There is considerable overlap among these, but some distinctions can be made. Of necessity, I will have to over-simplify some things or give short-shrift to others, but I will do my best to give some sense of these areas.
Firstly, Artificial Intelligence is fairly distinct from the rest. AI is the study of how to create intelligent agents. In practice, it is how to program a computer to behave and perform a task as an intelligent agent (say, a person) would. This does not have to involve learning or induction at all, it can just be a way to 'build a better mousetrap'. For example, AI applications have included programs to monitor and control ongoing processes (e.g., increase aspect A if it seems too low). Notice that AI can include darn-near anything that a machine does, so long as it doesn't do it 'stupidly'.
In practice, however, most tasks that require intelligence require an ability to induce new knowledge from experiences. Thus, a large area within AI is machine learning. A computer program is said to learn some task from experience if its performance at the task improves with experience, according to some performance measure. Machine learning involves the study of algorithms that can extract information automatically (i.e., without on-line human guidance). It is certainly the case that some of these procedures include ideas derived directly from, or inspired by, classical statistics, but they don't have to be. Similarly to AI, machine learning is very broad and can include almost everything, so long as there is some inductive component to it. An example of a machine learning algorithm might be a Kalman filter.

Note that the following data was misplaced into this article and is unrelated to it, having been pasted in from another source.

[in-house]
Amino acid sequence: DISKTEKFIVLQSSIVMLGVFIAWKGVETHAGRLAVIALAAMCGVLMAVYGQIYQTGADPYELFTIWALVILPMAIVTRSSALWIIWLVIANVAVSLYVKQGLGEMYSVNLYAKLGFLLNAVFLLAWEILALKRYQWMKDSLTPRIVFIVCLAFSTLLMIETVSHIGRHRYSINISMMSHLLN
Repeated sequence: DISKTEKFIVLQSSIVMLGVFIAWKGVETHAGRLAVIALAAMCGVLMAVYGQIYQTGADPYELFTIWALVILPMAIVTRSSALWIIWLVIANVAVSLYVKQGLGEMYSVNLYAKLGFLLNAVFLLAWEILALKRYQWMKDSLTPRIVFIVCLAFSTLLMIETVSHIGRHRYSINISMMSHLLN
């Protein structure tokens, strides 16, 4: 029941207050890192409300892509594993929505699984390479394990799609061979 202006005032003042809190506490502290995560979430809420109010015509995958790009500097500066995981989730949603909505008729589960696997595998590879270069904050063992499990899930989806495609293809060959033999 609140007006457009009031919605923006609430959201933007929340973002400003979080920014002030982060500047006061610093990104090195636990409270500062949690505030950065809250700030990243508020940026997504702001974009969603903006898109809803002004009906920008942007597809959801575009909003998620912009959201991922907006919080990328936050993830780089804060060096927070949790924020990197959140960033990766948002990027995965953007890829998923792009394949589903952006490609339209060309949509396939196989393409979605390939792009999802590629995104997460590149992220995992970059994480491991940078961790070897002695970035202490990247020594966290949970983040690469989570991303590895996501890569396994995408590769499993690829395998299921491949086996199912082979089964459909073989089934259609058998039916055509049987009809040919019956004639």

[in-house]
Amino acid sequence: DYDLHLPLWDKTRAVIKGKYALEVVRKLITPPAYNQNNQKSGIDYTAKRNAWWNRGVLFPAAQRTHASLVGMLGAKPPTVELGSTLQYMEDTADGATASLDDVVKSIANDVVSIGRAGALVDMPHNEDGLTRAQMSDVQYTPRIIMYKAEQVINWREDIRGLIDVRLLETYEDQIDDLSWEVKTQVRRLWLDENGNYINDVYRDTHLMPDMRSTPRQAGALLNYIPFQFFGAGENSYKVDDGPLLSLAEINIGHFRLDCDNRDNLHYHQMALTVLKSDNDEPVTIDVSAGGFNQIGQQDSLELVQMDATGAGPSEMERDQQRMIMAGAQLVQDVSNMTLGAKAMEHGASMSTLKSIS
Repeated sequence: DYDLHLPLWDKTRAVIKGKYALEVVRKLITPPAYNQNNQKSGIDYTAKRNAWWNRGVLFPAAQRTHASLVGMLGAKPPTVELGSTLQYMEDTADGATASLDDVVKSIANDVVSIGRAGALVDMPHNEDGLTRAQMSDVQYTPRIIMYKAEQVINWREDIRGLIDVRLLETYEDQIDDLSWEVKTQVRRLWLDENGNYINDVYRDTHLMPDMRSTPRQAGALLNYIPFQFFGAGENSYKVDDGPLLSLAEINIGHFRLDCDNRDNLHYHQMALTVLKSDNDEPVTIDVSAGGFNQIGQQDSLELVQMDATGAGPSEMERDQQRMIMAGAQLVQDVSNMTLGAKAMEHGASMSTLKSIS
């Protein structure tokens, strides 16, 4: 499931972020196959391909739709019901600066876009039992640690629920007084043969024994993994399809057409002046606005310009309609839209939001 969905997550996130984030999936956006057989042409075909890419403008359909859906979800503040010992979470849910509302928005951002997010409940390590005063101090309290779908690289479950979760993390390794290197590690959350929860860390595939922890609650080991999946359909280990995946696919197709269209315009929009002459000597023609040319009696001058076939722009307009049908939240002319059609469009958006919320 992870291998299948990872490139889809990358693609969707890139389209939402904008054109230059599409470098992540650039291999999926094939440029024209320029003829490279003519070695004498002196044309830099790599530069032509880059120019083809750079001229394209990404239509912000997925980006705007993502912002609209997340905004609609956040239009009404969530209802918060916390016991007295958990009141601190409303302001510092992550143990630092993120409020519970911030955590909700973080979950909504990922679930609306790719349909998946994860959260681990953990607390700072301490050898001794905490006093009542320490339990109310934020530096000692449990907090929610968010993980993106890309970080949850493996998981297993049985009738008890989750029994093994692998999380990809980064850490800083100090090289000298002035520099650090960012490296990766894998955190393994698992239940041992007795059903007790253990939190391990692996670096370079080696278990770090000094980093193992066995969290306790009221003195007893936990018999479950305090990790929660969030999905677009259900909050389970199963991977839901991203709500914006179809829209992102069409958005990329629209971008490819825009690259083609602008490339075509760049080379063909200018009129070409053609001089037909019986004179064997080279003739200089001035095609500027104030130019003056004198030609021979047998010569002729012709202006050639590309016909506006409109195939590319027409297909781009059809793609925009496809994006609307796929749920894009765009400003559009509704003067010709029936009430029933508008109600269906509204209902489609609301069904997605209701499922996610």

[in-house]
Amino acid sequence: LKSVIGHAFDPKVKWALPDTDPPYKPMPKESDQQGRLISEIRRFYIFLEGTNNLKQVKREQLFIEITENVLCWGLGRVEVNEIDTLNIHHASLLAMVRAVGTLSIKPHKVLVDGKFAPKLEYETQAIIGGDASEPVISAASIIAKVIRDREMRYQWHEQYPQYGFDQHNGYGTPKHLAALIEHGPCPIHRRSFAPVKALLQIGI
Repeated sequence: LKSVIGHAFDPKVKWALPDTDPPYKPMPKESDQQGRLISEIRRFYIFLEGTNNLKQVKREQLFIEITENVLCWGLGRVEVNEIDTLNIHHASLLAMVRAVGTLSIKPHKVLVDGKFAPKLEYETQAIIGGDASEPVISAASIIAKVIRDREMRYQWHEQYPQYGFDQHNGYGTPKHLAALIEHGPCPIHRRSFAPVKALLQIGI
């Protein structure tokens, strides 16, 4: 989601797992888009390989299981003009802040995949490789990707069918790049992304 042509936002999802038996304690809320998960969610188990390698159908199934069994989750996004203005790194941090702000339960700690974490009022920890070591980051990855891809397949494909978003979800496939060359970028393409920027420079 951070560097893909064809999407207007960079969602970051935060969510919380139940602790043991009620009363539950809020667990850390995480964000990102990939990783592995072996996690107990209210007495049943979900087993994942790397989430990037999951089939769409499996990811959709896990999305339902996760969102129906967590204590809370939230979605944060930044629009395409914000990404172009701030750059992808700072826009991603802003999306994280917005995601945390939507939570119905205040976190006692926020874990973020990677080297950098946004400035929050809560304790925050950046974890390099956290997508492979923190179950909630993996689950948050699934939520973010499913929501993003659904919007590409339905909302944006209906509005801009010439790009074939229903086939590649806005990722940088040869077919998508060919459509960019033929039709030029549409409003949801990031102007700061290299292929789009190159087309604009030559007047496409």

Data mining is an area that has taken much of its inspiration and techniques from machine learning (and some, also, from statistics), but is put to different ends. Data mining is carried out by a person, in a specific situation, on a particular data set, with a goal in mind. Typically, this person wants to leverage the power of the various pattern recognition techniques that have been developed in machine learning. Quite often, the data set is massive, complicated, and/or may have special problems (such as there are more variables than observations). Usually, the goal is either to discover / generate some preliminary insights in an area where there really was little knowledge beforehand, or to be able to predict future observations accurately. Moreover, data mining procedures could be either 'unsupervised' (we don't know the answer--discovery) or 'supervised' (we know the answer--prediction). Note that the goal is generally not to develop a more sophisticated understanding of the underlying data generating process. Common data mining techniques would include cluster analyses, classification and regression trees, and neural networks.
I suppose I needn't say much to explain what statistics is on this site, but perhaps I can say a few things. Classical statistics (here I mean both frequentist and Bayesian) is a sub-topic within mathematics. I think of it as largely the intersection of what we know about probability and what we know about optimization. Although mathematical statistics can be studied as simply a Platonic object of inquiry, it is mostly understood as more practical and applied in character than other, more rarefied areas of mathematics. As such (and notably in contrast to data mining above), it is mostly employed towards better understanding some particular data generating process. Thus, it usually starts with a formally specified model, and from this are derived procedures to accurately extract that model from noisy instances (i.e., estimation--by optimizing some loss function) and to be able to distinguish it from other possibilities (i.e., inferences based on known properties of sampling distributions). The prototypical statistical technique is regression.